The Whitethroat, Sylvia communis, is a common and widespread typical warbler which breeds throughout Europe and across much of temperate western Asia. This small passerine bird is strongly migratory, and winters in tropical Africa, Arabia and India.
This is one of several Sylvia species that has distinct male and female plumages. Both sexes are mainly brown above and buff below, with chestnut fringes to the secondary remiges. The adult male has a grey head and a white throat. The female lacks the grey head, and the throat is duller. The Whitethroat's song is fast and scratchy, with a scolding tone.
This species was believed by some to be closely related to the Lesser Whitethroat, the species having evolved only during the end of the last ice age similar to the Willow Warbler and Chiffchaffs. But researchers learned soon that this is not correct, and now it is known that white throats are unreliable morphological markers for relationships in Sylvia. Chestnut wing patches, like white throats, seem to be plesiomorphic, but indicate phylogeny better. Nonetheless, apart from the Whitethroat not being closely related to the Lesser Whitethroat group, little can be resolved as it seems a fairly basal taxon.(Helbig 2001, Jønsson & Fjeldså 2006)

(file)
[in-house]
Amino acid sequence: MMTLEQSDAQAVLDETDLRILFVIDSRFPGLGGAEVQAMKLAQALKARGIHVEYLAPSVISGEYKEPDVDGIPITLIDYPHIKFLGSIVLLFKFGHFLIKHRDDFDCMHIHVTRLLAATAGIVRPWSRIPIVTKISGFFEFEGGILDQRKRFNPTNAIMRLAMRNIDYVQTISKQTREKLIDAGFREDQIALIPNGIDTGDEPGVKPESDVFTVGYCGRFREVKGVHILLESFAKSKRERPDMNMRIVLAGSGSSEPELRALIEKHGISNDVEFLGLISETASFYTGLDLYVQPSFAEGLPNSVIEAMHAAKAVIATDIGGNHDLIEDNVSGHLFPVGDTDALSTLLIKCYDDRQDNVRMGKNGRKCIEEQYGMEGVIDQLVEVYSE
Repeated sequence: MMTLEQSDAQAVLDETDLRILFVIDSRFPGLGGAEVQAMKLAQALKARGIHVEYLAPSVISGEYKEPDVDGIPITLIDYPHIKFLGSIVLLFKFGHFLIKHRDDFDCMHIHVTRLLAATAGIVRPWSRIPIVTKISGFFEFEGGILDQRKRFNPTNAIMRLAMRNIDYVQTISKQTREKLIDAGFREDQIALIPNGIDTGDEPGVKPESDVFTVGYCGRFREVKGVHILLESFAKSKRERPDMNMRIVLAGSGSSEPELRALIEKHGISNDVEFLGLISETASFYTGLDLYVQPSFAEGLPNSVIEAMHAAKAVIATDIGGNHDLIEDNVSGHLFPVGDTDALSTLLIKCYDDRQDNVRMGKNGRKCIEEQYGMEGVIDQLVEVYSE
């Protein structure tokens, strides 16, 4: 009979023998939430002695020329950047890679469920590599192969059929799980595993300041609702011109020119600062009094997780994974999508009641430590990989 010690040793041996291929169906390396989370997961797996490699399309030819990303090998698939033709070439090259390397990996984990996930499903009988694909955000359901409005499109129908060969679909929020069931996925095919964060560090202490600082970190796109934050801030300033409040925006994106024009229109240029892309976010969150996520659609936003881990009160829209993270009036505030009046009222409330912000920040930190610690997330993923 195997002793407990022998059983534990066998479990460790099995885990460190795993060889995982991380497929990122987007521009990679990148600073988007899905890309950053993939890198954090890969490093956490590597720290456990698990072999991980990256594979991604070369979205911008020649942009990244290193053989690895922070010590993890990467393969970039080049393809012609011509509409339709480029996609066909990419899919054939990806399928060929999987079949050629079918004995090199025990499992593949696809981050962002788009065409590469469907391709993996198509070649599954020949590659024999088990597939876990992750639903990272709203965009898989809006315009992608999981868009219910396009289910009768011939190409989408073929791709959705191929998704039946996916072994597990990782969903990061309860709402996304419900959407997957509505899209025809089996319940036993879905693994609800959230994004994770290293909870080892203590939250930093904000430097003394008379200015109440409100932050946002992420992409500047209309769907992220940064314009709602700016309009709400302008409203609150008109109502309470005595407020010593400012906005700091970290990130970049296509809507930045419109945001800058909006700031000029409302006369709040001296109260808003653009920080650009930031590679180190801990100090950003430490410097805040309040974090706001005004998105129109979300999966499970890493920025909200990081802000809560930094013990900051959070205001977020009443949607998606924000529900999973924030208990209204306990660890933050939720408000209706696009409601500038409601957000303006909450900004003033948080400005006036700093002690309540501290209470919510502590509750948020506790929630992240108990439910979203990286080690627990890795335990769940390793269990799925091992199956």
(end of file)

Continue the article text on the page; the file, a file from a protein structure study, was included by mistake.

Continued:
This is a bird of open country and cultivation, with bushes for nesting. The nest is built in low shrub or brambles, and 3-7 eggs are laid. Like most "warblers", it is insectivorous, but will also take berries and other soft fruit.
Fledglings. Note conspicuous chestnut in wings.